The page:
Sulphur Springs Zoning Board of Adjustments and Appeals Tuesday evening granted Mercury Properties LLC request for a sign ordinance variance, welcomed the newest board member and selected officers.
Jennifer Graham, Sulphur Springs Community Development Department administrative assistant, issued the oath of office to Twila Gill during the 5:30 p.m. meeting on March 16, conducted via Zoom. Gill thanked the board members and said she is excited for the opportunity to serve and ready to get started.
The ZBA members selected Brad Burgin to once again serve as chairman and Matt Johnson as vice-chairman of the group.
Mercury Properties LLC requested that the ZBA approve a 2-foot height variance to the 8 foot sign ordinance height limit to allow Mercury Properties to construct a 10-foot tall multi-business sign at the southwest corner of 301 Gilmer Street, part of the J&B Business Complex that connects to South Davis Street. The sign would advertise the businesses located at 312 South Davis St.
While an 8-foot sign would conform to the sign ordinance, the bottom half of the sign would not be visible to traffic on Davis Street due to vehicles parked in the lot at 312 South Davis and along the drive at 301 Gilmer Street, according to Kayla Price Mitchell for Mercury Properties. The listings for the two top tenants would be visible but those listed on the two lower parts of the sign would be obscured by SUVs or trucks parked on either side of it. Not only would this create a hardship for the businesses, it would create a safety hazard for customers searching for the businesses located at 312 South Davis as well as other drivers on the very busy, active stretch of roadway.
While the request is for a variance to the allowable height, the new sign would still be shorter than the sign across the street from 312 South Davis Street and shorter than other signs located a bit farther north on Davis Street, the applicant noted in the variance request.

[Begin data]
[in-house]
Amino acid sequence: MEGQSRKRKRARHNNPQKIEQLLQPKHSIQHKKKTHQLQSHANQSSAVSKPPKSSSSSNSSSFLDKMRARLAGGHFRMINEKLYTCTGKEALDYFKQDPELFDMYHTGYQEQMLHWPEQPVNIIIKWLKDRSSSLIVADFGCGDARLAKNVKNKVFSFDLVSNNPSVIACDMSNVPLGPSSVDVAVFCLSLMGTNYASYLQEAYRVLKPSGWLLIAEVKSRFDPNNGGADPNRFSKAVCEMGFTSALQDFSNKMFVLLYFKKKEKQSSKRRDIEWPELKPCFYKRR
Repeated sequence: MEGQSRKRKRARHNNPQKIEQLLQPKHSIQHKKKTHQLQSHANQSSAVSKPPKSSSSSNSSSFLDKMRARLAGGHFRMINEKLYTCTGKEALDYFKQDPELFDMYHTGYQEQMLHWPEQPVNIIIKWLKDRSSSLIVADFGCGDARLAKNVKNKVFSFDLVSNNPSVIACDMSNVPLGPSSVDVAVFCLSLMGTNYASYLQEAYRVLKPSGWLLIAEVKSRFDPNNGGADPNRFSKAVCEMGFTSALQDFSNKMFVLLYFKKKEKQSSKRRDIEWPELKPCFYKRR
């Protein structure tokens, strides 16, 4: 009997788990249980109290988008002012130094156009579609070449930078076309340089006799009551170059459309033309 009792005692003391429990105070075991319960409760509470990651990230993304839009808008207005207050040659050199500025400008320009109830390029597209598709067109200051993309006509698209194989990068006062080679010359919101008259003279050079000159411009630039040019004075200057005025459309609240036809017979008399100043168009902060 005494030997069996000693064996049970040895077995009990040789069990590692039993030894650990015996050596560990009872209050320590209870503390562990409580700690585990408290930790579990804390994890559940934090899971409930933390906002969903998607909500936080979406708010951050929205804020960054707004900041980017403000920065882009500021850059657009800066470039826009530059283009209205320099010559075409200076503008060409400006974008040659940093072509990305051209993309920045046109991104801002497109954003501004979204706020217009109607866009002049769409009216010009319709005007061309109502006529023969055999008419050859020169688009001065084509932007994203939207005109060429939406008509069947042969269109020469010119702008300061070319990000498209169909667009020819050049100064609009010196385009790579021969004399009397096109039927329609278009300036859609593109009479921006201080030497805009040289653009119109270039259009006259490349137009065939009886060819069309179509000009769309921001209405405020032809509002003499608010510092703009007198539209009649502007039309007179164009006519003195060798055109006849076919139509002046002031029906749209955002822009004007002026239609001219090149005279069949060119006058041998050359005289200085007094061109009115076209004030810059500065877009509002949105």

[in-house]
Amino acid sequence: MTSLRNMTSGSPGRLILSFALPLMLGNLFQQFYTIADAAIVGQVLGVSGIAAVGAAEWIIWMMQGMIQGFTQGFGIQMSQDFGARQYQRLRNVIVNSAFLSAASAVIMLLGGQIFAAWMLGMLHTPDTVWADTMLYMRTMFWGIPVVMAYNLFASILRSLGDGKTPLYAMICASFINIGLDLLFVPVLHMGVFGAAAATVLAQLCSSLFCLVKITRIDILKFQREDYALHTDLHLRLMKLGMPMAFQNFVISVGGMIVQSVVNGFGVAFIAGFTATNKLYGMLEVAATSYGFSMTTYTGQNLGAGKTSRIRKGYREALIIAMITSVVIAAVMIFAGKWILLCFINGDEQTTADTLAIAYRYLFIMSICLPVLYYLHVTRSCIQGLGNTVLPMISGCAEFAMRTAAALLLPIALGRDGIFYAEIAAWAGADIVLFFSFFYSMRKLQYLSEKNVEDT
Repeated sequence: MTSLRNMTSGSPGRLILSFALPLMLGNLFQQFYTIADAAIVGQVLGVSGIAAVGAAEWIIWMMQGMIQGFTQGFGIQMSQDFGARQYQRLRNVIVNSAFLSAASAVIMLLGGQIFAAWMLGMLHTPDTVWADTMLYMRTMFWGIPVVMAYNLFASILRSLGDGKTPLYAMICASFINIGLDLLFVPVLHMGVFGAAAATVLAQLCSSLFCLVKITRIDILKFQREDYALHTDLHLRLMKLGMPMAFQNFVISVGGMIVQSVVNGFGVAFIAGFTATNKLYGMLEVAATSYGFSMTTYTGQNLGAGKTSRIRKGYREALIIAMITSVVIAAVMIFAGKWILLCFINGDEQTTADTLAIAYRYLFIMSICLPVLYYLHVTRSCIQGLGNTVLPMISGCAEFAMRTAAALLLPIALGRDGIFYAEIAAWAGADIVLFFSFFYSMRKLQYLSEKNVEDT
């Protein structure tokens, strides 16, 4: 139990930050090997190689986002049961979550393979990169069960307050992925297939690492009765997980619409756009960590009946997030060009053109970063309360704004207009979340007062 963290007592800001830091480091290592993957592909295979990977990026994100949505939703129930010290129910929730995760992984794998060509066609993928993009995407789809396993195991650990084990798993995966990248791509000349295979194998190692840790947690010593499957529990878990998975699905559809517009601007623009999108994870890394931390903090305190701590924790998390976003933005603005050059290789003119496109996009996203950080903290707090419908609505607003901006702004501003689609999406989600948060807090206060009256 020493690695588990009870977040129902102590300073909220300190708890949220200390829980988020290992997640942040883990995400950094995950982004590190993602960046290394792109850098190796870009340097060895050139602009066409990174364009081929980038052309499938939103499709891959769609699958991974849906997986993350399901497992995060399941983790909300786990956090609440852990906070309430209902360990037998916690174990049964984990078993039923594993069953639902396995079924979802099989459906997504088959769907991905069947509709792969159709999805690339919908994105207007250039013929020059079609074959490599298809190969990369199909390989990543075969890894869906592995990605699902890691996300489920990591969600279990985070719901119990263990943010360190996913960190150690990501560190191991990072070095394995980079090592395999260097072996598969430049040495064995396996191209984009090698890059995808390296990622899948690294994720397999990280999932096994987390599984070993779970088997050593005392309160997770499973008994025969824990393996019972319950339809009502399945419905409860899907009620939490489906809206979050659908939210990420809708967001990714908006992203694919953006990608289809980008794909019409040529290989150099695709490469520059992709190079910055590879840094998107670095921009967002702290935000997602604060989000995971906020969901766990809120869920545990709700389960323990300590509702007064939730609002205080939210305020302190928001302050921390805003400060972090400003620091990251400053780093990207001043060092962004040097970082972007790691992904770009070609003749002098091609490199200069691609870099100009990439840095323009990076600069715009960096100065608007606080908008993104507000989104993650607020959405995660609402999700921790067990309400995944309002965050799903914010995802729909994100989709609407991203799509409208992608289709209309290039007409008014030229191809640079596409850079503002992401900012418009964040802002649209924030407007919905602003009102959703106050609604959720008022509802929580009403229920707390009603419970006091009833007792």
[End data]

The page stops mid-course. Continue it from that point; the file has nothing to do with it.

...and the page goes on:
Community Development Director Tory Niewiadomski noted that city staff sent 14 certified letters to residents and businesses within 200 feet of the property notifying them of the request. The city received only two responses, both in favor of the sign.
Niewiadomski reported the sign would meet the other ordinance requirements. The ordinance allows multiple business signs to be 45-square feet in size, with a 5 foot setback from the right-of-way and an 8-foot height limitation. The goal of the ordinance is to ensure safety, communication efficacy, and environmental quality and preservation.
The sign would be backlit, so an electrical permit and a sign permit are required to install it, according to Niewiadomski. As far as the ordinance requirement that the sign conform to the environment, Price said the desire is to “get the nicest looking sign” possible that fits the area.
The community development director said city staff recommended approval of the sign, under a clause in the ordinance allowing “meritorious exceptions.”
“Based on the existing site layout and parking arrangement, a shorter sign would affect communications efficiency and potentially safety. Elevating the bottom of the sign a little higher will provide better automobile visibility along Davis Street entering and leaving the site. The request is reasonable with the context of the site and surrounding signage in the area. The request will not further impact or overload the public’s capacity to receive information by distracting and obstructing driver’s vision or interfering with the communications efficiency, thus protecting the intent of the ordinance,” Niewiadomski noted.
The ZBA approved the request, granting the variance for auto safety as well as visibility.